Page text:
Mekotio Trojan Targets Latin American Banking Credentials

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A new analysis has shed light on the threat posed by the Mekotio banking trojan, a sophisticated piece of malware primarily targeting Latin American countries since at least 2015. 

Designed to steal sensitive information, particularly banking credentials, Mekotio has been especially active in Brazil, Chile, Mexico, Spain and Peru. This malware shares its origins with other notable Latin American banking malware strains like Grandoreiro, which was disrupted by law enforcement earlier this year. 

Mekotio typically spreads through phishing emails that employ social engineering tactics to deceive users into engaging with malicious links or attachments.

According to an advisory published by Trend Micro, the trojan has often been observed masquerading as communications from tax agencies, suggesting that recipients have unpaid obligations. These phishing emails contain a ZIP file attachment or a link to a harmful site. 

Upon user interaction, the malware is downloaded and executed on their system. In a typical case, the attachment is a PDF file with an embedded malicious link. Once activated, Mekotio collects system information and establishes a connection with a command-and-control (C2) server, which directs the malware's actions.

Mekotio's primary objective is to steal banking credentials. It accomplishes this by displaying fake pop-ups that mimic legitimate banking sites, tricking users into entering their details, which are then harvested. 

In addition to credential theft, Mekotio can capture screenshots, log keystrokes, and steal clipboard data. To achieve persistence, the trojan uses tactics such as adding itself to startup programs or creating scheduled tasks. The stolen information is sent back to the C2 server, enabling malicious actors to use it for fraudulent activities, such as unauthorized access to bank accounts.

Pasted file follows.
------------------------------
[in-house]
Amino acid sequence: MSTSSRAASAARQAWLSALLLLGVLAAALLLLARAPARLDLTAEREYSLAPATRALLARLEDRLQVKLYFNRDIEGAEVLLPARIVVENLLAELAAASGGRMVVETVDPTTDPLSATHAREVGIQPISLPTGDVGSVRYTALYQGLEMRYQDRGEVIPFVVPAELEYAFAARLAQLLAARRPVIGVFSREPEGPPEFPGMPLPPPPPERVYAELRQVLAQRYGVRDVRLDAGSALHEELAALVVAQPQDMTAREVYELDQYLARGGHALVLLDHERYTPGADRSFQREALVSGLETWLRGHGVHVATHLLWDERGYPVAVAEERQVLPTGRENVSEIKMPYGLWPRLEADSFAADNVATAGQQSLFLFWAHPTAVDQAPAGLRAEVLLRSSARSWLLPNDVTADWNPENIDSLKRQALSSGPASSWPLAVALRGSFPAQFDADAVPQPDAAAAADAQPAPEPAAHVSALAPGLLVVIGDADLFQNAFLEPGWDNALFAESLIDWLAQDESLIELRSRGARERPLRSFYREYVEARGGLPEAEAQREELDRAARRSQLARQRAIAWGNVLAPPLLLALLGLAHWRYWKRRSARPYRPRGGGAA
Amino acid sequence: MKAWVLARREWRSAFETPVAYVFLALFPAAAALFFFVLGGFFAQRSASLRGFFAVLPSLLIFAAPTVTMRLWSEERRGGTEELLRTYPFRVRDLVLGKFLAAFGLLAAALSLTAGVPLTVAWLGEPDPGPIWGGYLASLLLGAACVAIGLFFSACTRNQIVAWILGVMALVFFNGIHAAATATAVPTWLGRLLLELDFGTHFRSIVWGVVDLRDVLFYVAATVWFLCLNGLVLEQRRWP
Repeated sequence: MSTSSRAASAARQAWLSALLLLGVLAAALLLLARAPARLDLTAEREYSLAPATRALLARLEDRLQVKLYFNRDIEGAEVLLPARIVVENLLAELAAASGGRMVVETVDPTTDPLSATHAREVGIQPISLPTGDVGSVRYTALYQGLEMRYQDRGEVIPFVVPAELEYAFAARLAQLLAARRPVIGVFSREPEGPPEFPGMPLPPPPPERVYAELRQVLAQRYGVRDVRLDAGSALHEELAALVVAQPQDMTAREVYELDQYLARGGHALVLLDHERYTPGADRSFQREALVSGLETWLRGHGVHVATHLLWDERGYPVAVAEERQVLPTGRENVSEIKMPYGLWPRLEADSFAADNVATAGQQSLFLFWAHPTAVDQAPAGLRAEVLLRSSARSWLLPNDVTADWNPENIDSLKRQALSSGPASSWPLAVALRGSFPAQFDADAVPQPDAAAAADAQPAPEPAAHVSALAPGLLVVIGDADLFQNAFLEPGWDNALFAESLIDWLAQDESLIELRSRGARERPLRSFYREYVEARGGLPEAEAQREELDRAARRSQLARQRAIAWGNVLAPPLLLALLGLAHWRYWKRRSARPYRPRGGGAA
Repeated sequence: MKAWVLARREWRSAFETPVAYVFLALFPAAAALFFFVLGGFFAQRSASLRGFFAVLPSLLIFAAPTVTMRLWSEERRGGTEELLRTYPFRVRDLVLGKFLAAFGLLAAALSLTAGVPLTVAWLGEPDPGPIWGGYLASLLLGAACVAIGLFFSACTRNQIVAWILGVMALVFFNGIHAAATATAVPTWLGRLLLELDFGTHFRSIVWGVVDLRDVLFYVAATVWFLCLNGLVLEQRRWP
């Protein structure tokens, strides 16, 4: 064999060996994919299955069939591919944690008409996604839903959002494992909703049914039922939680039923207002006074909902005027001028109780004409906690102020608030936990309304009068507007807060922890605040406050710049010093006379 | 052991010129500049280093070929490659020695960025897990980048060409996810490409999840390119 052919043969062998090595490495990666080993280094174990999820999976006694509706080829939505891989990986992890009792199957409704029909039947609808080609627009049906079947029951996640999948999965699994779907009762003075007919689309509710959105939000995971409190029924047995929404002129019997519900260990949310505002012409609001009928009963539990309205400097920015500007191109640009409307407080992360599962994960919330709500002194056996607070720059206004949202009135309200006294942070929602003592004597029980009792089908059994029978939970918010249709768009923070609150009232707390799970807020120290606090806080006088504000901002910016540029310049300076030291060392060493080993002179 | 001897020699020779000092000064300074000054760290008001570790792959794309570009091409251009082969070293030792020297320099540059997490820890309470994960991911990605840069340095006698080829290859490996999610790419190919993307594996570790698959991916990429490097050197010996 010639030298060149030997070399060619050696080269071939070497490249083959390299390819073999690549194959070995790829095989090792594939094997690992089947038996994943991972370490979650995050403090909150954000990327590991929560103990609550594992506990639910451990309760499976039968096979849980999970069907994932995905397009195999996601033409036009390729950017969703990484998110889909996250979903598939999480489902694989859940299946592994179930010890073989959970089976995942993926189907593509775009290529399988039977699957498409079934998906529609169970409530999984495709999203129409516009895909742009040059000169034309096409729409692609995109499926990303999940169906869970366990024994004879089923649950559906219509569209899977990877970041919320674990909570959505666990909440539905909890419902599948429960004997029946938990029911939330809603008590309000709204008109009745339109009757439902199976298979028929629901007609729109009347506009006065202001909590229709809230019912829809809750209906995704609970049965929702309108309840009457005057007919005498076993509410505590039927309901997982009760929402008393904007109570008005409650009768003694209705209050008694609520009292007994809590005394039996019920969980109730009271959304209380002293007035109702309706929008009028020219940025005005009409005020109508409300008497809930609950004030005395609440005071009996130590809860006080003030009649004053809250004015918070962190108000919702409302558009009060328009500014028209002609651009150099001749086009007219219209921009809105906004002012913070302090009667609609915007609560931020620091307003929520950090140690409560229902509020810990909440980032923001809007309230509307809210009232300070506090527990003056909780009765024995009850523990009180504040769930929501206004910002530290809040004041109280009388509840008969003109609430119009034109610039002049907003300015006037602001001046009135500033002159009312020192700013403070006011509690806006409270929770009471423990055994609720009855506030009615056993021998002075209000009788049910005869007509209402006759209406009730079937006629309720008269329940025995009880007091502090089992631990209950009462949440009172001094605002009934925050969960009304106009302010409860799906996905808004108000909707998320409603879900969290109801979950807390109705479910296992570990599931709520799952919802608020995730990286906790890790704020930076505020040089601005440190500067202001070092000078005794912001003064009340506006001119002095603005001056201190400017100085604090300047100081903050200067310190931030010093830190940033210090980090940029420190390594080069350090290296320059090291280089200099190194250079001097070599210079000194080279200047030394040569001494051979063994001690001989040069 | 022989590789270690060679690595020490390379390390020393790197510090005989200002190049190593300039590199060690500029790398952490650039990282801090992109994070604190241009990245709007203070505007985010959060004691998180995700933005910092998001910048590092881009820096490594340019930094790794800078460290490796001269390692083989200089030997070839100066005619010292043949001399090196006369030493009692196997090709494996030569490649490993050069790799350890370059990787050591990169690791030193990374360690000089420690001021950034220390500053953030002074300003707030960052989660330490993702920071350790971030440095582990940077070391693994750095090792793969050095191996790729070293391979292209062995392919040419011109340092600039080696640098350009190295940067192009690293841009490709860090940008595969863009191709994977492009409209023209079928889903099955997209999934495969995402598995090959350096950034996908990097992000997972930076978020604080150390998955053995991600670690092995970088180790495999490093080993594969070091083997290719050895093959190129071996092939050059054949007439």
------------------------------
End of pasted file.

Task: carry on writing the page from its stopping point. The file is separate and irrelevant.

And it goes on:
Read more on phishing attacks: Report Reveals 341% Rise in Advanced Phishing Attacks

Trend Micro's Mitigation Recommendations

Trend Micro warned that mitigating the risks associated with Mekotio requires adherence to proper security best practices, particularly those focused on email-borne threats. 

Users should be wary of unsolicited emails, verify the sender's address and check for spelling and grammar mistakes in the messages. They should avoid clicking on links and downloading attachments unless absolutely sure of their legitimacy is advised. Hovering over links to check URLs and directly contacting senders using known contact details can also prevent phishing attempts. 

Additionally, employing email filters and anti-spam software and reporting suspicious emails to IT and security teams are effective strategies. Regular phishing awareness training for employees is also recommended to bolster defenses against such social engineering tactics.

"The Mekotio banking trojan is a persistent and evolving threat to financial systems, especially in Latin American countries," reads the advisory.

"By adhering to recommended security practices [...] individuals and organizations can significantly reduce the risk of falling victim to this dangerous malware."

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